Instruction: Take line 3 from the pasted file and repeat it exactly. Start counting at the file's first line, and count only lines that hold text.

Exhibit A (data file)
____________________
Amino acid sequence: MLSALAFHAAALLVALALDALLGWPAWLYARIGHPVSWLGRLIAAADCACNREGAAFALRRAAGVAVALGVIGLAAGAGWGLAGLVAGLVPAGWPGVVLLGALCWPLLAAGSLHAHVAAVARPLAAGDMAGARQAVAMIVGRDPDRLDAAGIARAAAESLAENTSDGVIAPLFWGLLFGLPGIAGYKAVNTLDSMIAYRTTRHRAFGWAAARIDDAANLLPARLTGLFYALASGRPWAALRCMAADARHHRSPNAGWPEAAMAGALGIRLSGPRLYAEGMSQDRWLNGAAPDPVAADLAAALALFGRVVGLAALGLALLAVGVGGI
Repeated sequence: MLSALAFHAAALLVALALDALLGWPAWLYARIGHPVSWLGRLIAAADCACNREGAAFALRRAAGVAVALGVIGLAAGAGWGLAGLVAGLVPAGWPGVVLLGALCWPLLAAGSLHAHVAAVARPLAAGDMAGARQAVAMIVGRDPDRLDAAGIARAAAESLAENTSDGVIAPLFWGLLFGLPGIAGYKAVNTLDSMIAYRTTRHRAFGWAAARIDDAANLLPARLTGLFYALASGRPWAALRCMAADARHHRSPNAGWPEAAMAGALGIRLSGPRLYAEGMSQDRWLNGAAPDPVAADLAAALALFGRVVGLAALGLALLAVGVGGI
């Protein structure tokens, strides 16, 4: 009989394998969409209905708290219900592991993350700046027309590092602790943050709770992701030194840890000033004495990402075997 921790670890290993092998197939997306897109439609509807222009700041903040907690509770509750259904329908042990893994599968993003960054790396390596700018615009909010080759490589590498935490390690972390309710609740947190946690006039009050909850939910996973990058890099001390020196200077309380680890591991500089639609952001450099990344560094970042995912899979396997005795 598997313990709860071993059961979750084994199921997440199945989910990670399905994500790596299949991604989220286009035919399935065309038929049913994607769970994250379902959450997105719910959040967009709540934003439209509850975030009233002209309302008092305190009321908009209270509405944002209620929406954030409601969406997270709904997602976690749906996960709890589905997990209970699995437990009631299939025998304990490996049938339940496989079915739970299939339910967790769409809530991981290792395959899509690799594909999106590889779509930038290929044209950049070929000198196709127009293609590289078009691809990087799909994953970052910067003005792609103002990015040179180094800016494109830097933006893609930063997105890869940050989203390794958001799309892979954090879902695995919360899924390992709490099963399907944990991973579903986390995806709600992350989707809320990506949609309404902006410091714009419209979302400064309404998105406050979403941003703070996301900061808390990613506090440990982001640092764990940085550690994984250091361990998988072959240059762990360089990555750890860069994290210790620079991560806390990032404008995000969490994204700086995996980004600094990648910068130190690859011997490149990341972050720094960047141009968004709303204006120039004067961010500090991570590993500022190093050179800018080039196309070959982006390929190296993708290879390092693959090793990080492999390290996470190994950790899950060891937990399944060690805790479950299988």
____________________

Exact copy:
């Protein structure tokens, strides 16, 4: 009989394998969409209905708290219900592991993350700046027309590092602790943050709770992701030194840890000033004495990402075997 921790670890290993092998197939997306897109439609509807222009700041903040907690509770509750259904329908042990893994599968993003960054790396390596700018615009909010080759490589590498935490390690972390309710609740947190946690006039009050909850939910996973990058890099001390020196200077309380680890591991500089639609952001450099990344560094970042995912899979396997005795 598997313990709860071993059961979750084994199921997440199945989910990670399905994500790596299949991604989220286009035919399935065309038929049913994607769970994250379902959450997105719910959040967009709540934003439209509850975030009233002209309302008092305190009321908009209270509405944002209620929406954030409601969406997270709904997602976690749906996960709890589905997990209970699995437990009631299939025998304990490996049938339940496989079915739970299939339910967790769409809530991981290792395959899509690799594909999106590889779509930038290929044209950049070929000198196709127009293609590289078009691809990087799909994953970052910067003005792609103002990015040179180094800016494109830097933006893609930063997105890869940050989203390794958001799309892979954090879902695995919360899924390992709490099963399907944990991973579903986390995806709600992350989707809320990506949609309404902006410091714009419209979302400064309404998105406050979403941003703070996301900061808390990613506090440990982001640092764990940085550690994984250091361990998988072959240059762990360089990555750890860069994290210790620079991560806390990032404008995000969490994204700086995996980004600094990648910068130190690859011997490149990341972050720094960047141009968004709303204006120039004067961010500090991570590993500022190093050179800018080039196309070959982006390929190296993708290879390092693959090793990080492999390290996470190994950790899950060891937990399944060690805790479950299988």